It’s very frustrating to be in the middle of working on your PC, or just having walked away for a few minutes, only to return to see your computer rebooting. Microsoft realizes how annoying that is, and is trying to solve the problem in the latest Windows 10 Insider Build.
Love them or hate them, Windows Updates are very important. They ensure your PC has the latest security updates applied and that everything keeps working so that you can too. But the way in which those updates get installed needs some work, and Microsoft is attempting to solve the most annoying problem in the latest Windows 10 build. That problem is untimely reboots.
Microsoft doesn’t want to force you to stop what you are doing so a reboot can occur. Windows 10 allows you to choose a more preferable time window in which to apply updates, but the Insider Preview Build 17723 goes a step further with some updated reboot logic.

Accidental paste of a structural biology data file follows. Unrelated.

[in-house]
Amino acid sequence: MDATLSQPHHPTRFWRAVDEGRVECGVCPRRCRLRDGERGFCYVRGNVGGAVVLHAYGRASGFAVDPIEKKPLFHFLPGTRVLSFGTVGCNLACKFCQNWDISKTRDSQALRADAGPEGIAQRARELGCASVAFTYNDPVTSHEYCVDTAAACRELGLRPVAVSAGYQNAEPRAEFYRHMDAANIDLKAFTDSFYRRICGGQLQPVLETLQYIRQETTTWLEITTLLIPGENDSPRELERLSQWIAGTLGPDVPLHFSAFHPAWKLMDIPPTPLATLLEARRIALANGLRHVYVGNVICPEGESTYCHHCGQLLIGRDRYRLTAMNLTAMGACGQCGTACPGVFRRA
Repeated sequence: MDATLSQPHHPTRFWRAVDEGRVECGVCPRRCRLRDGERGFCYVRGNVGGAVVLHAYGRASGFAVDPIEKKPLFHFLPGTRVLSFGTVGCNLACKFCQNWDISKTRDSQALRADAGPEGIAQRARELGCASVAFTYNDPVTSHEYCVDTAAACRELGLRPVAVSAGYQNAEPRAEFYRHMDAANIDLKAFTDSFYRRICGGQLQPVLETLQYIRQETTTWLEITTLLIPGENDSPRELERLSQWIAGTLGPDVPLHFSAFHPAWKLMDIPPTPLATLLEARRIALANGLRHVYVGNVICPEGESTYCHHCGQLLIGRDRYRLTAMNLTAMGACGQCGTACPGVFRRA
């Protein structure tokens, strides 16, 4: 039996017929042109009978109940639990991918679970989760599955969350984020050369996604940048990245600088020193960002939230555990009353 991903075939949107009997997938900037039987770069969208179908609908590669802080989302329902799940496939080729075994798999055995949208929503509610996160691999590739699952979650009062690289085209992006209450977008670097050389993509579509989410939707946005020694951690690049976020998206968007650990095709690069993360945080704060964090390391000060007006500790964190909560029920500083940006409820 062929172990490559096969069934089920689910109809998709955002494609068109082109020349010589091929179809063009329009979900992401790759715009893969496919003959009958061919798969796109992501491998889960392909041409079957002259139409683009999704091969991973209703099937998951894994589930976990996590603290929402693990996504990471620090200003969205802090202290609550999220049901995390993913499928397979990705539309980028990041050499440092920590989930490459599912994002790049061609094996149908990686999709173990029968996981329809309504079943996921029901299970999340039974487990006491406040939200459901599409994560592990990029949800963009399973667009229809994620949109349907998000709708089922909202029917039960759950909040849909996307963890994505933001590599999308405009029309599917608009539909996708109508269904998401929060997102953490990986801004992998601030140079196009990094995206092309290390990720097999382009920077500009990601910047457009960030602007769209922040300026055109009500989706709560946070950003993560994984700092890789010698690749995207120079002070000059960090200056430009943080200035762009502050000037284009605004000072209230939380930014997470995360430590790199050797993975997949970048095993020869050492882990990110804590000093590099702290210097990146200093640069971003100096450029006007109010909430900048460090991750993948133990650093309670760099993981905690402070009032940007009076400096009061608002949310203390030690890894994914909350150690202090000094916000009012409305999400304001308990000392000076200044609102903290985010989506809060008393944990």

The Windows development team trained a predictive mode which allows Windows 10 to “accurately predict when the right time to restart the device is.” The decision is based on the answer to two questions: Are you currently using the device? and did you stop working only for a short period of time?
The first of those two questions is pretty easy to answer, but the second one requires Windows learns from your behavior. For example, if you typically go and grab a coffee around 10am every morning, that’s not going to be a great time to trigger a reboot. However, if you are regularly gone for an hour at lunch, Windows will know and use that time for rebooting.
Internal testing by Microsoft shows “promising results.” Let’s hope it performs as well outside of the lab so I can see fewer tweets from people complaining about Windows 10 suddenly rebooting and ruining their day.
Microsoft has already improved the Windows Update process this year by cutting feature update disruptions to 30 minutes. Combining that with intelligently-timed reboots means we could soon reach a point where you don’t even notice an update has occurred (wishful thinking, I know).
- [Source] : pcmag